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History of the BSRD

On the 9th April 1968 a new society was inaugurated for restorative dentistry. Dentists from private practice, hospitals and the schools attended and after considerable discussion the name “British Society for Restorative Dentistry” was settled upon. The scope of the society was best described by the British term Conservative Dentistry but it was hoped to establish areas of common interest with adjacent subjects which are of direct importance to the retention of the natural dentition and its partial replacement by bridgework of various types.

The meeting elected the following officers: President H.M.Pickard, Vice Presidents Prof D. Shovelton and A.R.Thompson, Hon Secretary  Mr H.Allred, Hon Assistant Sec Mr A.G.Alexander, Hon Treasurer Mr A.H.Rowe, Hon Editor Mr C.E. Renson; Members of Council Messrs D.N Allan, N.P Butler, H.E. Heighway, J.W.McLean, M.S.D Seymour. The council planned to submit to an autumn meeting a draft constitution, plans for various activities and plans for the immediate future.

Membership of the society was open to all registered dentists and the annual subscription set at three guineas.

The constitution developed has changed little over the years. Now it encourages participation of undergraduate and postgraduate dentists and all members of the dental team. The objectives of the society have been clarified as:

  • To promote and advance the practice of Restorative Dentistry for the benefit of patients.
  • To promote education and study in all aspects of Restorative Dentistry.
  • To promote scholarship and research, including the presentation and publication of findings, pertaining to Restorative Dentistry.
  • To further the interests of Restorative Dentistry with the organisations which control the provision of dental services.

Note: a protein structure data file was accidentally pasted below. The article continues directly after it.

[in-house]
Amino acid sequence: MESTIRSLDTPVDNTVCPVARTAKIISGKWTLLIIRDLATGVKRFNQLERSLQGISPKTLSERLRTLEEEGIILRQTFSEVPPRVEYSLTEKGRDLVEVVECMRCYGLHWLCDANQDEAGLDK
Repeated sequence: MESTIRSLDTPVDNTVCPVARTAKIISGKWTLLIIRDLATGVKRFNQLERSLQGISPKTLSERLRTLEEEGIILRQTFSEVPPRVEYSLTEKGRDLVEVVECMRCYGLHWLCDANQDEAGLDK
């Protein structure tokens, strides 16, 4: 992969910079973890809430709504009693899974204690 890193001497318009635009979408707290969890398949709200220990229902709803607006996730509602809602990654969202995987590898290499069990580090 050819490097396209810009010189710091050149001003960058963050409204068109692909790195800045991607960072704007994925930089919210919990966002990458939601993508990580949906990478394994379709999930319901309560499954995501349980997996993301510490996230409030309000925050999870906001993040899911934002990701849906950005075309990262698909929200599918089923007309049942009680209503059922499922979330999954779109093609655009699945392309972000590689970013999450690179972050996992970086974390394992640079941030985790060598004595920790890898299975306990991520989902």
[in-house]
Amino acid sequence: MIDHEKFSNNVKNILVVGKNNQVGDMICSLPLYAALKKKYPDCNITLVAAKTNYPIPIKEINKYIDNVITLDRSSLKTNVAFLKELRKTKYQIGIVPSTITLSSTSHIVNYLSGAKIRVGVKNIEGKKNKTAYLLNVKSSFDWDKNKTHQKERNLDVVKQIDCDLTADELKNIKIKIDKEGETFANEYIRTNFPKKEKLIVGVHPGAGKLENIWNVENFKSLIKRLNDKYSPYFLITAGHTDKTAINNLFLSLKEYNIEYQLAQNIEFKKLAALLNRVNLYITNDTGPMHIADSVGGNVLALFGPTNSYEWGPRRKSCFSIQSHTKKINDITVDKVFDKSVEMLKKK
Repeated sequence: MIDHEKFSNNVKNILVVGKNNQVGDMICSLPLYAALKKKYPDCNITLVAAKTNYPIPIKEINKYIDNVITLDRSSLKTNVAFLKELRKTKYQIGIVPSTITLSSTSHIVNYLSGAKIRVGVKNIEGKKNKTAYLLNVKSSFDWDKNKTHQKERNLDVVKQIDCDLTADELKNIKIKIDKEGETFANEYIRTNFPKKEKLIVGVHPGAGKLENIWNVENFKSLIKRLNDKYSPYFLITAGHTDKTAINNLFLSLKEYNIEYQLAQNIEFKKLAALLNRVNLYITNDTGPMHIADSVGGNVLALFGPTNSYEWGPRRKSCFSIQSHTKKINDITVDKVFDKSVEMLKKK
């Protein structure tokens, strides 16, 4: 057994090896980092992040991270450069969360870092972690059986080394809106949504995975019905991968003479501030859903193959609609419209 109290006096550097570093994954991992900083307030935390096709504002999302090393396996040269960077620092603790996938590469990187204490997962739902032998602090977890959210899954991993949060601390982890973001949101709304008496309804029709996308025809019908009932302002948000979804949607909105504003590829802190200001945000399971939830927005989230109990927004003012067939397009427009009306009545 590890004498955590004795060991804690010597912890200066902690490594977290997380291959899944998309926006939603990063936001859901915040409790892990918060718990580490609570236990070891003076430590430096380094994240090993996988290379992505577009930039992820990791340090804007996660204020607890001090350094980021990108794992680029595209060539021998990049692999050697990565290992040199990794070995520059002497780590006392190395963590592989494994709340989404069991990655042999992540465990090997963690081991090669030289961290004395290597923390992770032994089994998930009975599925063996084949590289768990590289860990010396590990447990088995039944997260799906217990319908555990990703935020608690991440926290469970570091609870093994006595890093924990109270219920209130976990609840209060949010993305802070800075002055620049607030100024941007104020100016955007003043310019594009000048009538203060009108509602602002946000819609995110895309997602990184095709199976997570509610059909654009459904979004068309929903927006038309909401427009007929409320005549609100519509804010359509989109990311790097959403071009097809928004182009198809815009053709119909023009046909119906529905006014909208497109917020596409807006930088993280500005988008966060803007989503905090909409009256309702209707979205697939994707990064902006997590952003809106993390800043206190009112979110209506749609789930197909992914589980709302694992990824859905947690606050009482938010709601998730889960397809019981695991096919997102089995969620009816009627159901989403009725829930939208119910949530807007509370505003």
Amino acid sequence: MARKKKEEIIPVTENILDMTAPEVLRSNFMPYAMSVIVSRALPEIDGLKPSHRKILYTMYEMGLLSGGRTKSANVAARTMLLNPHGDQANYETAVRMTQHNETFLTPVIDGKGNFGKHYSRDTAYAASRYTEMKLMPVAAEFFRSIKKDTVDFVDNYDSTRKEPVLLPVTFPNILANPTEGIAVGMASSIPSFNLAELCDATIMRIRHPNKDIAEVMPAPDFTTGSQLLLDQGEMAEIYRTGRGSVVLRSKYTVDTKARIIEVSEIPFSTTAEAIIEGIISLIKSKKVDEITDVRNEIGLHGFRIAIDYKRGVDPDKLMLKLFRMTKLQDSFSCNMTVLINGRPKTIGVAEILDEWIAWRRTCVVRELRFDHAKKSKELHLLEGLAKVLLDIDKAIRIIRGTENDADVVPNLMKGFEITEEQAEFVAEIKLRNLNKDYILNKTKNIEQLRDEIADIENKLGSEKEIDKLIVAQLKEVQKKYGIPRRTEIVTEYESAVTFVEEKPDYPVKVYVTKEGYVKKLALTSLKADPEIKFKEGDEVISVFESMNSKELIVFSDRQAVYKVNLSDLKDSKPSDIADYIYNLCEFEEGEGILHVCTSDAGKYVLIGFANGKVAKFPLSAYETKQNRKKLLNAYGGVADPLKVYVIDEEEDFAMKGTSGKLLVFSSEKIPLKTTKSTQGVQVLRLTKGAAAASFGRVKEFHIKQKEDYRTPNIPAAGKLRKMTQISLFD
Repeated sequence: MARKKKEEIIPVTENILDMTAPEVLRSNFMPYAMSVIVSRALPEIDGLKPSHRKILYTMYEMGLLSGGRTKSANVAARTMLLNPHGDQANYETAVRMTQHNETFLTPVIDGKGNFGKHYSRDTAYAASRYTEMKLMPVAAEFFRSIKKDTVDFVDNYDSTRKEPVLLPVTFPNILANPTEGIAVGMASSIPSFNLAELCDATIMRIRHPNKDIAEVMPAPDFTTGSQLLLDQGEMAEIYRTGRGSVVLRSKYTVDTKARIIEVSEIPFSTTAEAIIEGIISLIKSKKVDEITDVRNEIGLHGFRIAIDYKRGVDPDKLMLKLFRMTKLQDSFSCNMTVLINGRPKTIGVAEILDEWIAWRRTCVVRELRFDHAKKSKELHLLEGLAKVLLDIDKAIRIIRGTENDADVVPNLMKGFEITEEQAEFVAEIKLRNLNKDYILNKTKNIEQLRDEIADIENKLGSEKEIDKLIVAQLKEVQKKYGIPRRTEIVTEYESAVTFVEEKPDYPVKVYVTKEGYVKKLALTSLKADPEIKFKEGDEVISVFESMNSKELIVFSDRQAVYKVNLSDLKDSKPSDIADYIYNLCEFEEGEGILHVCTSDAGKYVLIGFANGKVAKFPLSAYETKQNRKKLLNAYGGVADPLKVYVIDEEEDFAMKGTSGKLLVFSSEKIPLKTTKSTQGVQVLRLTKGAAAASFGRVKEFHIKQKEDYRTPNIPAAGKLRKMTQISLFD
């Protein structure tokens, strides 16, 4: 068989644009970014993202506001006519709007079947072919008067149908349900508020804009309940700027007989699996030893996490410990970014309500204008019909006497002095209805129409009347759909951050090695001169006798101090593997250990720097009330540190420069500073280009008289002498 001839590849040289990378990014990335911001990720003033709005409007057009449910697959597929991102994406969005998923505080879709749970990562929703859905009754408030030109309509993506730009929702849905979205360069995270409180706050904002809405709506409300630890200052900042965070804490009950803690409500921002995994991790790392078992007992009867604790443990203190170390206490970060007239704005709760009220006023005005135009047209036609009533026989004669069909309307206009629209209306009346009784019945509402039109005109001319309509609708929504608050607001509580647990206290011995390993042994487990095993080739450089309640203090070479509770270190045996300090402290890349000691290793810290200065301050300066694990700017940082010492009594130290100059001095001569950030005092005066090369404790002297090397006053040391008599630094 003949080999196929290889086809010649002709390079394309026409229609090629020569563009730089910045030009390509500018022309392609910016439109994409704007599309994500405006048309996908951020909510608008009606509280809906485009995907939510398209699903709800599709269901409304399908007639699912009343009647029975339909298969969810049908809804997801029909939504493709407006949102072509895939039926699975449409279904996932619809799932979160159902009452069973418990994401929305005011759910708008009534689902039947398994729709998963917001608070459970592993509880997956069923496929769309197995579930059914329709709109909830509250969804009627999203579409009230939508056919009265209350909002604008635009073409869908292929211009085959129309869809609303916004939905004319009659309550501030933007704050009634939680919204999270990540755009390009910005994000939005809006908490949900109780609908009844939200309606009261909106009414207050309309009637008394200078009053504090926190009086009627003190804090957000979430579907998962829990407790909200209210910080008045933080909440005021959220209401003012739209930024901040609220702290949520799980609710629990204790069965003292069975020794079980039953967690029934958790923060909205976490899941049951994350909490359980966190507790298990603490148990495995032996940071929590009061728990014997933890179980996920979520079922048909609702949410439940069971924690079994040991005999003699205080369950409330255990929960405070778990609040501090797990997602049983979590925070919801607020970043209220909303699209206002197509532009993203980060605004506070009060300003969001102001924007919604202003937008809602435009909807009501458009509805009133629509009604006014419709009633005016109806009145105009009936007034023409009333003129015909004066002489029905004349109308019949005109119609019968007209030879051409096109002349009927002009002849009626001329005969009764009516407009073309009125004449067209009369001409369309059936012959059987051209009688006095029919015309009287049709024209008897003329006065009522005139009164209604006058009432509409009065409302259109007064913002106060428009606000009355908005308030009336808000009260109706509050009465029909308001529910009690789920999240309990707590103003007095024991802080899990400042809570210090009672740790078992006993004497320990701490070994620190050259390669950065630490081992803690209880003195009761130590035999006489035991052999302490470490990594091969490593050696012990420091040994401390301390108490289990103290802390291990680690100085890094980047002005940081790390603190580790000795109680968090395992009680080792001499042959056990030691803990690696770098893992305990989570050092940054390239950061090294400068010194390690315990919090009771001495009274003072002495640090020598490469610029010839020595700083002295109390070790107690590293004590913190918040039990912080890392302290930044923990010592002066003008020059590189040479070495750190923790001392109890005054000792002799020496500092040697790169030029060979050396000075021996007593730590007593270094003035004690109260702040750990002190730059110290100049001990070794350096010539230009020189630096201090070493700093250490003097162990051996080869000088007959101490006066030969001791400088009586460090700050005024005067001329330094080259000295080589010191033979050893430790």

The educational element is mainly organised through two scientific meetings held in the spring and autumn each year. The presidency has been alternated, for the most part, between a dentist working mainly in practice and one working predominately in hospital or university. The spring meetings have been held in all parts on the country over the years with the autumn meeting usually being held in London. Members of council serve on government and regulatory bodies representing the specialty.

For many years the society has ensured that a good social programme was available for the spring meeting and informally for the autumn meeting. A golf competition and a conference dinner are now regular arrangements. In recent years the society has visited The Fitzwilliam Museum in Cambridge, Oxford University Museum of Natural History, The SS Great Britain in Bristol, Princess Yachts in Plymouth and this year the Titanic Centre in Belfast. The society has been keen to ensure that time for informal discussions and chat between colleagues has been available around the scientific programme.

We are now 50 years on from that first meeting in London establishing the society. Many things have changed as we now practise in the digital age but the principles set out by our founders remain sound and relevant to today.

Ken Hemmings
(Past President 2014)

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